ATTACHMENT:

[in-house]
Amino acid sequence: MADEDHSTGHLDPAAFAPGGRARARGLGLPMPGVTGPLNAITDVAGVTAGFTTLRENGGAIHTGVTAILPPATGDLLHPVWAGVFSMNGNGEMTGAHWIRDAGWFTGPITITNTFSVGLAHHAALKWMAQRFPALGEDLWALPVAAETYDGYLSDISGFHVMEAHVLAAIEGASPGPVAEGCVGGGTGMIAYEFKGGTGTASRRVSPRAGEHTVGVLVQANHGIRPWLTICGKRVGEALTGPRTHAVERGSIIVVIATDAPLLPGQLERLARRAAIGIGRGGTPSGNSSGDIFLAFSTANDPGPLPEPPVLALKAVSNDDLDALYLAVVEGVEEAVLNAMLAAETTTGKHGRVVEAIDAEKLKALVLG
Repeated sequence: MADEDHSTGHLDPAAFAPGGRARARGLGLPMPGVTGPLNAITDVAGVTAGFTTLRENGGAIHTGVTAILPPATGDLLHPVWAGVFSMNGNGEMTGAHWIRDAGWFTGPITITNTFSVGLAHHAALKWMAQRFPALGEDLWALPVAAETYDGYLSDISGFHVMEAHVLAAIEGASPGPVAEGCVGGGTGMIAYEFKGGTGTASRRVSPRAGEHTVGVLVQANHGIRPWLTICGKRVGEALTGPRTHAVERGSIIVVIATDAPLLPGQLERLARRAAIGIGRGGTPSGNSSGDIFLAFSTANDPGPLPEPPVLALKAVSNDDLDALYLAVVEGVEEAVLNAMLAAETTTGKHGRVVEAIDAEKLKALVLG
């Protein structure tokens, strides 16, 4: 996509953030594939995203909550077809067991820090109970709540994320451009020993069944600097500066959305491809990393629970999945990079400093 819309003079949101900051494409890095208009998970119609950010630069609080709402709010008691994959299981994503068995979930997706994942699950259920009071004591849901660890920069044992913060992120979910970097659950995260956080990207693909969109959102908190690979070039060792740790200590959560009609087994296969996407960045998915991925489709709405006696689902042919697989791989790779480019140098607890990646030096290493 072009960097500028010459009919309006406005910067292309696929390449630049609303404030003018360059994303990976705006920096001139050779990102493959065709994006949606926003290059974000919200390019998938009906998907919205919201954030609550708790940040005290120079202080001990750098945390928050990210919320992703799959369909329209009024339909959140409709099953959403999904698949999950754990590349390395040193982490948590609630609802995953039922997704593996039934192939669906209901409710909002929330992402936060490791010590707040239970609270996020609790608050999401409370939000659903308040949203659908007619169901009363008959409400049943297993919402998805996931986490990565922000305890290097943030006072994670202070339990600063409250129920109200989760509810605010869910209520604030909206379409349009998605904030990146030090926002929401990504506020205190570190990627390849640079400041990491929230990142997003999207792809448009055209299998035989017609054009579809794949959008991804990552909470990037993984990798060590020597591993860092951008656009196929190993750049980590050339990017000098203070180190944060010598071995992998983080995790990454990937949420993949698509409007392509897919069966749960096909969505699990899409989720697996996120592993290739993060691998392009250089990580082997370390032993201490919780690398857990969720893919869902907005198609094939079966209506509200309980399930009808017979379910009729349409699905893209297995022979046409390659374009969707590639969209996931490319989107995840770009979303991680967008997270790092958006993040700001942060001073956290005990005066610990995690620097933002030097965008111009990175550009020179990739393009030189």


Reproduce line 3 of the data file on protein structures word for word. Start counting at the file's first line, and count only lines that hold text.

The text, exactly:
Repeated sequence: MADEDHSTGHLDPAAFAPGGRARARGLGLPMPGVTGPLNAITDVAGVTAGFTTLRENGGAIHTGVTAILPPATGDLLHPVWAGVFSMNGNGEMTGAHWIRDAGWFTGPITITNTFSVGLAHHAALKWMAQRFPALGEDLWALPVAAETYDGYLSDISGFHVMEAHVLAAIEGASPGPVAEGCVGGGTGMIAYEFKGGTGTASRRVSPRAGEHTVGVLVQANHGIRPWLTICGKRVGEALTGPRTHAVERGSIIVVIATDAPLLPGQLERLARRAAIGIGRGGTPSGNSSGDIFLAFSTANDPGPLPEPPVLALKAVSNDDLDALYLAVVEGVEEAVLNAMLAAETTTGKHGRVVEAIDAEKLKALVLG